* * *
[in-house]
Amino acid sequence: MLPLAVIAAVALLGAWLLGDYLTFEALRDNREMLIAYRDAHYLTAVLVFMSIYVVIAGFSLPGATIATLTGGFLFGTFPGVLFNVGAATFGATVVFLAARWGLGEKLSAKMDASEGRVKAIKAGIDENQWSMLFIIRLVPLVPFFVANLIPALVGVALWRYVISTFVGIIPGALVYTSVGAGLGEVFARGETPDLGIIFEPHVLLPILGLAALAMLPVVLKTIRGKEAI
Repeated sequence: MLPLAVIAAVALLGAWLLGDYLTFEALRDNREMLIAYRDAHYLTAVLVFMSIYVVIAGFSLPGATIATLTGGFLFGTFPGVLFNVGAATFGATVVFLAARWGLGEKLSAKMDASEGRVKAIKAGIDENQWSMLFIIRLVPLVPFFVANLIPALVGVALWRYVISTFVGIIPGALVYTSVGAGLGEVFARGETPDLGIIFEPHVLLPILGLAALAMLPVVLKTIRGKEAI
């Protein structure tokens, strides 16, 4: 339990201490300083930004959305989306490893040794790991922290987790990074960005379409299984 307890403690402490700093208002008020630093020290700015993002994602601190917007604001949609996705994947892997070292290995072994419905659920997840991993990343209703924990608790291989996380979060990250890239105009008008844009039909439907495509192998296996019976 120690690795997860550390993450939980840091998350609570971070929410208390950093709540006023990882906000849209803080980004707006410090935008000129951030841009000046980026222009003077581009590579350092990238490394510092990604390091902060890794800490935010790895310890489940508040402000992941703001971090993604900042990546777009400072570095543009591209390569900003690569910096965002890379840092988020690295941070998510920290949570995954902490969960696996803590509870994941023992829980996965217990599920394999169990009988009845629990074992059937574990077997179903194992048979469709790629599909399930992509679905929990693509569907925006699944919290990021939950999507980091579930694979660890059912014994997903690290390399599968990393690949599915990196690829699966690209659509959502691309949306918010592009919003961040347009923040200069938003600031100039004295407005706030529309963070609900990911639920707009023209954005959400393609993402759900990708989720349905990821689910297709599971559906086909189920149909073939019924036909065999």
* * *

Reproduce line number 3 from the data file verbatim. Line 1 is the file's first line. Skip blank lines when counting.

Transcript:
Repeated sequence: MLPLAVIAAVALLGAWLLGDYLTFEALRDNREMLIAYRDAHYLTAVLVFMSIYVVIAGFSLPGATIATLTGGFLFGTFPGVLFNVGAATFGATVVFLAARWGLGEKLSAKMDASEGRVKAIKAGIDENQWSMLFIIRLVPLVPFFVANLIPALVGVALWRYVISTFVGIIPGALVYTSVGAGLGEVFARGETPDLGIIFEPHVLLPILGLAALAMLPVVLKTIRGKEAI